There are a number of reasons why I decided to take on this project. My first reason has to do with my interest in birds. This began shortly after moving to Victoria ten and a half years ago. With our house backing onto a wooded area, the chirping of birds is a familiar sound all year long. I often glance out the window to see birds of all forms in the yard throughout the day. Frequently I will pull out the Birds of Victoria or Birds of North America reference guides we have on hand. Unfortunately, the drawings in the first aren’t overly helpful for identification and the number of entries in the second is overwhelming. My second reason has to do with a photography course I took a number of years ago. Since that time I have been trying to think of a practical reason to buy a new camera. Taking pictures of birds requires a powerful zoom lens which my previous point-and-shoot camera could not accommodate. Perfect! My final reason was my desire to take on a new project to welcome in 2011. Hence, bird of the day was born.

Thursday, July 14, 2011

Yellow Warbler

Dendroica petechia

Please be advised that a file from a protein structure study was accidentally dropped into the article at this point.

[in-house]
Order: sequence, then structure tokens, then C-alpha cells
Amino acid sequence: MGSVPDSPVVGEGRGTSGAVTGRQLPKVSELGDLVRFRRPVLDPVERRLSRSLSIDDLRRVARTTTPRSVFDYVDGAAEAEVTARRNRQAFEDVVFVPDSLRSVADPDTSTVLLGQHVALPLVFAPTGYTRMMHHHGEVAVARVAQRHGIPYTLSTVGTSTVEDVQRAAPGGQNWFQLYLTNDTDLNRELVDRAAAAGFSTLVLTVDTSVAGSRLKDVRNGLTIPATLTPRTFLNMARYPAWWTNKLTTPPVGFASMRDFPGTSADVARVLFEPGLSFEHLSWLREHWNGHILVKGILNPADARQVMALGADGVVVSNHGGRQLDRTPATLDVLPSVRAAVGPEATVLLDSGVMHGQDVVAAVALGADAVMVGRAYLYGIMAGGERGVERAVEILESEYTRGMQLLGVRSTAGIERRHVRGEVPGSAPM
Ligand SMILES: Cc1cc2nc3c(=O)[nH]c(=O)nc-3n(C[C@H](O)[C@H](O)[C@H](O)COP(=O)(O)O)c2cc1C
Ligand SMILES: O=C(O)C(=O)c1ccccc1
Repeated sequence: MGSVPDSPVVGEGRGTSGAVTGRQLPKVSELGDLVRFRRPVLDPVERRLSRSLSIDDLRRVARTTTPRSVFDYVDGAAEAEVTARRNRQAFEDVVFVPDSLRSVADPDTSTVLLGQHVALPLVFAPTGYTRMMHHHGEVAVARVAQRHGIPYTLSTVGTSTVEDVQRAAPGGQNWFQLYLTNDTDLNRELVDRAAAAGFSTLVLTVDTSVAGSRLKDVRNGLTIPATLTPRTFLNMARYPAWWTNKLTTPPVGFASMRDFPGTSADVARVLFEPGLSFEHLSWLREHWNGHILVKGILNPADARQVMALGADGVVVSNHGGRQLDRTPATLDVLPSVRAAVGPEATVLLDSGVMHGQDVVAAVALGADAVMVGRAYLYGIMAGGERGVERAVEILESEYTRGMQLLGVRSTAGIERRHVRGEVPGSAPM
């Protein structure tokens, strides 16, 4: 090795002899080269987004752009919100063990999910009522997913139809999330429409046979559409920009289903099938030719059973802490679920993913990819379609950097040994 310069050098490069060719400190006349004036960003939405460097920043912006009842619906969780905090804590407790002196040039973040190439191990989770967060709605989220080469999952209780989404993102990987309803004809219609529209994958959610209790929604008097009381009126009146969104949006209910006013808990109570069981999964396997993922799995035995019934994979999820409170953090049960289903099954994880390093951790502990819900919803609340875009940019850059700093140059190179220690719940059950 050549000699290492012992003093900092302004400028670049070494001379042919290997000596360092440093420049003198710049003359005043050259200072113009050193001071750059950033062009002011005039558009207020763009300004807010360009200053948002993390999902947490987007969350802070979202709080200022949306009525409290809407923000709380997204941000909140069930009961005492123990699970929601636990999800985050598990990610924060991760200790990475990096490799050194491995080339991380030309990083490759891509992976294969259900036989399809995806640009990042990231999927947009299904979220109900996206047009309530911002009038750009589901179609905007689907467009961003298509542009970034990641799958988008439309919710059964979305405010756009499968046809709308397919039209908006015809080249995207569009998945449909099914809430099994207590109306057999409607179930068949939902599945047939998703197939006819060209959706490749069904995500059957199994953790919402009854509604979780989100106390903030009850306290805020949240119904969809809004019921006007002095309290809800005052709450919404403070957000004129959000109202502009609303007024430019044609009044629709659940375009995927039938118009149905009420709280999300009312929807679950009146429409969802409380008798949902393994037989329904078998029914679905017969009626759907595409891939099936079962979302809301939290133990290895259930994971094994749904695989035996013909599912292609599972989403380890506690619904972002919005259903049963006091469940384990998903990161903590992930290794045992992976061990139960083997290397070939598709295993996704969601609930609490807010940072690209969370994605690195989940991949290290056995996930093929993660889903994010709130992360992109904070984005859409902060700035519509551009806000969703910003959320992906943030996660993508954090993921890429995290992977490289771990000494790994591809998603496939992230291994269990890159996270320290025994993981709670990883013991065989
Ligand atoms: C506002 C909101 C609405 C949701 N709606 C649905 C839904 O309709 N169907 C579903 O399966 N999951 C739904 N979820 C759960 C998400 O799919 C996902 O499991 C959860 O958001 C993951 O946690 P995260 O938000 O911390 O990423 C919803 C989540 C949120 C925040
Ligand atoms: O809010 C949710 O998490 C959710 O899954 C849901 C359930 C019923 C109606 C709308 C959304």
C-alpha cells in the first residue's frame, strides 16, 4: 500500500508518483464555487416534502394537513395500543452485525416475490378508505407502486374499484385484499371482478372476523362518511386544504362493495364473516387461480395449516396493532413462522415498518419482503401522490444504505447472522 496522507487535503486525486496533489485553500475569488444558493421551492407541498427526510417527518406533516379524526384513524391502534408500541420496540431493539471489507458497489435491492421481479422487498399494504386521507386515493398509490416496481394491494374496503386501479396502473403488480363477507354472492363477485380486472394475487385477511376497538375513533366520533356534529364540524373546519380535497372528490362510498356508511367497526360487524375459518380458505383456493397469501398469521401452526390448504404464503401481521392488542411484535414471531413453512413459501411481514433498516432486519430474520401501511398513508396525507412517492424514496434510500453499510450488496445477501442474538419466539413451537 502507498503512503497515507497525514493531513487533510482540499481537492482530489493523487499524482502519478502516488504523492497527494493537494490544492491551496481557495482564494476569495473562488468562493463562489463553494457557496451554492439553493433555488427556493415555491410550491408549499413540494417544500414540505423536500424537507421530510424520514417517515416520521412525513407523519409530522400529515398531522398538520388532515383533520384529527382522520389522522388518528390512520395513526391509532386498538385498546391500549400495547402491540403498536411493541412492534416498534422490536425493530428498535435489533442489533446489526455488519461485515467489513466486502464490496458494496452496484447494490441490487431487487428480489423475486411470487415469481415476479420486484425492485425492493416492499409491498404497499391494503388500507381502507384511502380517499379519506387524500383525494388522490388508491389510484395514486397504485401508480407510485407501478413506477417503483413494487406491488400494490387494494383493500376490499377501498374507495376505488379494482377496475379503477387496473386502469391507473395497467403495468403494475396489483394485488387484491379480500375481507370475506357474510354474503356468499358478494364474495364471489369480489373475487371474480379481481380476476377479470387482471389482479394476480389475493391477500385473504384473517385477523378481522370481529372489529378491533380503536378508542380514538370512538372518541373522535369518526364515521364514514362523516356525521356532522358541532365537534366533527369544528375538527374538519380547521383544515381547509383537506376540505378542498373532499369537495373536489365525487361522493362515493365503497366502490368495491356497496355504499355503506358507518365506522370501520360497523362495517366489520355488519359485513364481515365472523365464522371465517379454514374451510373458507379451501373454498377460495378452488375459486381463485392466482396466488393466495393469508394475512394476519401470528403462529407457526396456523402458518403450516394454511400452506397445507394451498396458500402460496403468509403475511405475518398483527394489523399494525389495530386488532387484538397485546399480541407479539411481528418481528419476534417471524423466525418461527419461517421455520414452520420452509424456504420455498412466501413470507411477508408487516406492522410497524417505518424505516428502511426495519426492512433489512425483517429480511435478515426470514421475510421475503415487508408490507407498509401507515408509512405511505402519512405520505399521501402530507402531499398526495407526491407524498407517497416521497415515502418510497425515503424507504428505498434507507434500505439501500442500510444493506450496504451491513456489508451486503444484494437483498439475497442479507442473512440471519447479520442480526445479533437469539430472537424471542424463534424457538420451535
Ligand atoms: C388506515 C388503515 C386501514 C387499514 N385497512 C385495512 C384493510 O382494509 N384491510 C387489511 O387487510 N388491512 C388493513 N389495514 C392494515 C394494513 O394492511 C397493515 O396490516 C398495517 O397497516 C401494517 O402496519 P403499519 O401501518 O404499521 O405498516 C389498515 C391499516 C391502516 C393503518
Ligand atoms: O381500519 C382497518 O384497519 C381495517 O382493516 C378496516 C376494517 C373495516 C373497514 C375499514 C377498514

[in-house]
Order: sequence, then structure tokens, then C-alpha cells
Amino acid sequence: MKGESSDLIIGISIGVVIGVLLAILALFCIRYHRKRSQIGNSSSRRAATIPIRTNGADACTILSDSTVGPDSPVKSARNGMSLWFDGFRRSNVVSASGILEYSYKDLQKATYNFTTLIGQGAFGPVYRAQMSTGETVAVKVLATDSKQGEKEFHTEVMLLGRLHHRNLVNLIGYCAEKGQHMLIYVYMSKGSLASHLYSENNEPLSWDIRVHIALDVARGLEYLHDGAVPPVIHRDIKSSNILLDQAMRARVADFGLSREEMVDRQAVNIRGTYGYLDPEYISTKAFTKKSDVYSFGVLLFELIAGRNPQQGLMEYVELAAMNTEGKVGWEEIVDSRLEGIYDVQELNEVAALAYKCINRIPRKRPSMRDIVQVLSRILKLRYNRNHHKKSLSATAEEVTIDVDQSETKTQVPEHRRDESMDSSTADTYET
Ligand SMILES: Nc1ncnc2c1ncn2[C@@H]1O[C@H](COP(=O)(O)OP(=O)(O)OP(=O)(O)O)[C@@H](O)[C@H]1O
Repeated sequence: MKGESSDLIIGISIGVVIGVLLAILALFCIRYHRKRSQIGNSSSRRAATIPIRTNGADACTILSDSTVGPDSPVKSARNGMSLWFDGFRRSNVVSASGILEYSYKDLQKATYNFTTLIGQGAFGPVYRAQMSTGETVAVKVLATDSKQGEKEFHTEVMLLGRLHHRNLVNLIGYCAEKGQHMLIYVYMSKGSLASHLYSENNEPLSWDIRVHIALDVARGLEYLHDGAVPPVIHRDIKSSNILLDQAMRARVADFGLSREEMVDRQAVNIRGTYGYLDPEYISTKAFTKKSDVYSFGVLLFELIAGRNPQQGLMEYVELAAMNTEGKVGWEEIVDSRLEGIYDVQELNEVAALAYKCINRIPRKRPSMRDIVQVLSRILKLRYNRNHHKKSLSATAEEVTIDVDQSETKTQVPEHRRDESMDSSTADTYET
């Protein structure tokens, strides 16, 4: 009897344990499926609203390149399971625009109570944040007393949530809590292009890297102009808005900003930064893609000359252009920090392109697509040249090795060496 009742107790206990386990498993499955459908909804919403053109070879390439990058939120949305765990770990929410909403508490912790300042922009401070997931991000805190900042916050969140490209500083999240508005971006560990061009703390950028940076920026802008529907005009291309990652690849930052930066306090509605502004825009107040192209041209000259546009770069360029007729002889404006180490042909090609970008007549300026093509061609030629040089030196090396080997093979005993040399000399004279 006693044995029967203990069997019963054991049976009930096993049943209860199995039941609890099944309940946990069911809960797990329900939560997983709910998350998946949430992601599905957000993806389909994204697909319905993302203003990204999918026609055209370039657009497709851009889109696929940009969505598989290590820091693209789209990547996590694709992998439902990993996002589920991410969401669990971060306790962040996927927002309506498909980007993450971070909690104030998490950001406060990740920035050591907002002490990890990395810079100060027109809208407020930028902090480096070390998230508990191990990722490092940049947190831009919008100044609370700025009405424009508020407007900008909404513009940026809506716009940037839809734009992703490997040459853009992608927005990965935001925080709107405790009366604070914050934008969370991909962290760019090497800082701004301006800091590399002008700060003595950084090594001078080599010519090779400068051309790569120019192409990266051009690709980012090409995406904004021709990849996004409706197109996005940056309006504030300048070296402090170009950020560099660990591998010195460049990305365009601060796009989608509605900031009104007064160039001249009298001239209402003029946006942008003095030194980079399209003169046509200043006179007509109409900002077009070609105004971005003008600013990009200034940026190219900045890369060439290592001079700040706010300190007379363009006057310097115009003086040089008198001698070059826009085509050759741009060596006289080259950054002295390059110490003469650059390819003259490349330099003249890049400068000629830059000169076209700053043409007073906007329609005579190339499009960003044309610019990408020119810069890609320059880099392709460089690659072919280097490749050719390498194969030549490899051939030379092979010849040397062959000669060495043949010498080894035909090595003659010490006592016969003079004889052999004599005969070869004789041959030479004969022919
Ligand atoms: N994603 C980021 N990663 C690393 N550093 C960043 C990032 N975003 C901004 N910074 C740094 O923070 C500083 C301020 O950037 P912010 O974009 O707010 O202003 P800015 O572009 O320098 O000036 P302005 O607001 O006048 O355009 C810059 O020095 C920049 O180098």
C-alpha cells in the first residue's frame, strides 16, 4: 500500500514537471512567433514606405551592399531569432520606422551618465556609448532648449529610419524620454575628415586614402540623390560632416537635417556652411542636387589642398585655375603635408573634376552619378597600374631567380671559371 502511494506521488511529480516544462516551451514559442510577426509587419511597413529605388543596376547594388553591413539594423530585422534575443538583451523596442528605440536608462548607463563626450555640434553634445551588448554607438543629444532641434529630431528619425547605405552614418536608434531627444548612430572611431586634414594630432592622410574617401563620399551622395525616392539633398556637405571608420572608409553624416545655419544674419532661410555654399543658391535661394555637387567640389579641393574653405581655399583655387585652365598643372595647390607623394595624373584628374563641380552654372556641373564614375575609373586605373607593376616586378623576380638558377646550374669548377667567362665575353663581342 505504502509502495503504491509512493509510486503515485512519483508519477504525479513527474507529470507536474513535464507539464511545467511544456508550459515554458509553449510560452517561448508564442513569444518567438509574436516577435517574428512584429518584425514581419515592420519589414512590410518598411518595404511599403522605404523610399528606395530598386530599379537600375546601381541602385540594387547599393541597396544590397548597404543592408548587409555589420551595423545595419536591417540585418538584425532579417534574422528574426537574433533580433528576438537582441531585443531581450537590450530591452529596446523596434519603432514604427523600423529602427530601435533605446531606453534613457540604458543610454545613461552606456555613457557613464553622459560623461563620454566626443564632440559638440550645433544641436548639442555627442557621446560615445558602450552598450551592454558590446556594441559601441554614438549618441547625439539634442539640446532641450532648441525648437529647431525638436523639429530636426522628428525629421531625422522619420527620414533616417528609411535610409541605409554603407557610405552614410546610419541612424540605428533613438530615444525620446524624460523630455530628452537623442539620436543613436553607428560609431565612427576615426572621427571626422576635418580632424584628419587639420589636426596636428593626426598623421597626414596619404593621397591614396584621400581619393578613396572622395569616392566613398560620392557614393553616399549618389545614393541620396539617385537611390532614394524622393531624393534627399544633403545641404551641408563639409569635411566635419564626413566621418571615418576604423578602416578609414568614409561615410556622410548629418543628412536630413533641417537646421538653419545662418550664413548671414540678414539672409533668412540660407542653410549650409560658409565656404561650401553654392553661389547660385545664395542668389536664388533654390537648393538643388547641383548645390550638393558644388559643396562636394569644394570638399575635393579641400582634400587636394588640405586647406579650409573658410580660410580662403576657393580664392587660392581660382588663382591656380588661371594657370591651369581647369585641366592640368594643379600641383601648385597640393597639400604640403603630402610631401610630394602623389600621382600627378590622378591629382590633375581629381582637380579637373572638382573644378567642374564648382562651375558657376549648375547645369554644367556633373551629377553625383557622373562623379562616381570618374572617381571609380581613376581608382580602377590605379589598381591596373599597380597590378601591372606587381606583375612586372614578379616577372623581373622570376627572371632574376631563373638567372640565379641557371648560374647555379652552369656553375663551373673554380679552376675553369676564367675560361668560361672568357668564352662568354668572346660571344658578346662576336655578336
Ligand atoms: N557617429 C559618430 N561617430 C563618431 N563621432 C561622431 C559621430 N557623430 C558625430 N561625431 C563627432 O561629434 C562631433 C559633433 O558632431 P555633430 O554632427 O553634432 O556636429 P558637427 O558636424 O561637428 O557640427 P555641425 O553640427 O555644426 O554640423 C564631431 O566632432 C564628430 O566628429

Small songbird
Bright yellow underparts
Yellow-green upperparts
Plain yellow face
Prominent, dark eye
Yellow eye-ring
Thin, pointed bill
Yellow tail spots
Male: (not photographed)
   Reddish-brown breast streaks
   Duller, no breast streaks
Listen to its call.

This is just one of the many birds I saw at Rithet's Bog last weekend. Although its yellow plumage is similar to many female and immature warblers, there are a number of features on this bird that I was able to use for identification. The large, dark eye and yellow in the tail feathers are characteristics unique to Yellow Warblers. However, I'm not sure whether it's a female or a young bird (or perhaps a young female). Although the slate-coloured bill in the photo above is typical of the adult Yellow Warbler, the pale bill in the photo below suggests a young bird.  This is an example of how the wrong light angle can result in problems with identification.

Learn more about the Yellow Warbler.

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